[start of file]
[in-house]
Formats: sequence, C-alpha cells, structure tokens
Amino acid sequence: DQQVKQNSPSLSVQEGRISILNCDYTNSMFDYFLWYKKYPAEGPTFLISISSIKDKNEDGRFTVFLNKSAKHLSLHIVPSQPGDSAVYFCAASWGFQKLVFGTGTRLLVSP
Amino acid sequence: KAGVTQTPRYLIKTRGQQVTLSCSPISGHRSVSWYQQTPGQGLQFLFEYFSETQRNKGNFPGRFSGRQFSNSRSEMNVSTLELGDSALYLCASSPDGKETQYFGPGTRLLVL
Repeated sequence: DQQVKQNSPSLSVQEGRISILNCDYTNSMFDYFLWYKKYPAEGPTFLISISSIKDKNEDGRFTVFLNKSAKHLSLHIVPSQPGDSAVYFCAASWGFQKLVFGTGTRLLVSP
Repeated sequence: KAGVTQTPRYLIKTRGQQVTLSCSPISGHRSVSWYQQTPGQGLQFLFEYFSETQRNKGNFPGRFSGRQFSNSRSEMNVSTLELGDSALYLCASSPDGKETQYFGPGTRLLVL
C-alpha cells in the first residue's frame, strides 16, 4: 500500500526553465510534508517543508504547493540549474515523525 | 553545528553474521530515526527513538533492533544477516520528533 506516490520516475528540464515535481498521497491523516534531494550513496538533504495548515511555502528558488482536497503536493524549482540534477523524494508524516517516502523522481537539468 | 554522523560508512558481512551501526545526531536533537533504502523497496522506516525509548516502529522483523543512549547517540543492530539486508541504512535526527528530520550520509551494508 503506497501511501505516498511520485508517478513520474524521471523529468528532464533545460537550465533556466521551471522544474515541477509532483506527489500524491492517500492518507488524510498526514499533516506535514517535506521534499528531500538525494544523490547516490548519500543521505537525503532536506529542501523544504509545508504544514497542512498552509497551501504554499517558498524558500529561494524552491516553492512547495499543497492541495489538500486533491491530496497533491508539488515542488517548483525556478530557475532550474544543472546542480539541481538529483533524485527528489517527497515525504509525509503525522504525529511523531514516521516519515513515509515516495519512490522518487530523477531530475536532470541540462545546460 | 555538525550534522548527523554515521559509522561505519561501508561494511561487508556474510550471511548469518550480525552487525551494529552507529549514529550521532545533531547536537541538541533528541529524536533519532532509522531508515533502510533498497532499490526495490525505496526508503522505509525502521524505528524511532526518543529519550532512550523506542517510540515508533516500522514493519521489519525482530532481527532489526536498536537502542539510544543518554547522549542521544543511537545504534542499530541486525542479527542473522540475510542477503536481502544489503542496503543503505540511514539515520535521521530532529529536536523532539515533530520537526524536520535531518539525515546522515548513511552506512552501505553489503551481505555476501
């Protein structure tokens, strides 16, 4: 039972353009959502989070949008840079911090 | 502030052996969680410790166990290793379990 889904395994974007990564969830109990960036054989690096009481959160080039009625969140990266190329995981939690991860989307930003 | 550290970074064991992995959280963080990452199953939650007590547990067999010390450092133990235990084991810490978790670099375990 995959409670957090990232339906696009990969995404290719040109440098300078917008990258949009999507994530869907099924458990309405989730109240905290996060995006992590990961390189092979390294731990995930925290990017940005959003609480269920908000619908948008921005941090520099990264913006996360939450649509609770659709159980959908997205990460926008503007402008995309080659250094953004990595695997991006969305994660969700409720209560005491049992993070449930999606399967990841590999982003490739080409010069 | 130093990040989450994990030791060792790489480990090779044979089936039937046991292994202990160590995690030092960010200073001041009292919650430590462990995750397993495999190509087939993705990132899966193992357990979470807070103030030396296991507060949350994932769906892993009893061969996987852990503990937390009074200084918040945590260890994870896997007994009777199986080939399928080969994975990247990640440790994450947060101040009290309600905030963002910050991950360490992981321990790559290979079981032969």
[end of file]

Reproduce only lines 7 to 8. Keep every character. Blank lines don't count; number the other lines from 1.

C-alpha cells in the first residue's frame, strides 16, 4: 500500500526553465510534508517543508504547493540549474515523525 | 553545528553474521530515526527513538533492533544477516520528533 506516490520516475528540464515535481498521497491523516534531494550513496538533504495548515511555502528558488482536497503536493524549482540534477523524494508524516517516502523522481537539468 | 554522523560508512558481512551501526545526531536533537533504502523497496522506516525509548516502529522483523543512549547517540543492530539486508541504512535526527528530520550520509551494508 503506497501511501505516498511520485508517478513520474524521471523529468528532464533545460537550465533556466521551471522544474515541477509532483506527489500524491492517500492518507488524510498526514499533516506535514517535506521534499528531500538525494544523490547516490548519500543521505537525503532536506529542501523544504509545508504544514497542512498552509497551501504554499517558498524558500529561494524552491516553492512547495499543497492541495489538500486533491491530496497533491508539488515542488517548483525556478530557475532550474544543472546542480539541481538529483533524485527528489517527497515525504509525509503525522504525529511523531514516521516519515513515509515516495519512490522518487530523477531530475536532470541540462545546460 | 555538525550534522548527523554515521559509522561505519561501508561494511561487508556474510550471511548469518550480525552487525551494529552507529549514529550521532545533531547536537541538541533528541529524536533519532532509522531508515533502510533498497532499490526495490525505496526508503522505509525502521524505528524511532526518543529519550532512550523506542517510540515508533516500522514493519521489519525482530532481527532489526536498536537502542539510544543518554547522549542521544543511537545504534542499530541486525542479527542473522540475510542477503536481502544489503542496503543503505540511514539515520535521521530532529529536536523532539515533530520537526524536520535531518539525515546522515548513511552506512552501505553489503551481505555476501
């Protein structure tokens, strides 16, 4: 039972353009959502989070949008840079911090 | 502030052996969680410790166990290793379990 889904395994974007990564969830109990960036054989690096009481959160080039009625969140990266190329995981939690991860989307930003 | 550290970074064991992995959280963080990452199953939650007590547990067999010390450092133990235990084991810490978790670099375990 995959409670957090990232339906696009990969995404290719040109440098300078917008990258949009999507994530869907099924458990309405989730109240905290996060995006992590990961390189092979390294731990995930925290990017940005959003609480269920908000619908948008921005941090520099990264913006996360939450649509609770659709159980959908997205990460926008503007402008995309080659250094953004990595695997991006969305994660969700409720209560005491049992993070449930999606399967990841590999982003490739080409010069 | 130093990040989450994990030791060792790489480990090779044979089936039937046991292994202990160590995690030092960010200073001041009292919650430590462990995750397993495999190509087939993705990132899966193992357990979470807070103030030396296991507060949350994932769906892993009893061969996987852990503990937390009074200084918040945590260890994870896997007994009777199986080939399928080969994975990247990640440790994450947060101040009290309600905030963002910050991950360490992981321990790559290979079981032969």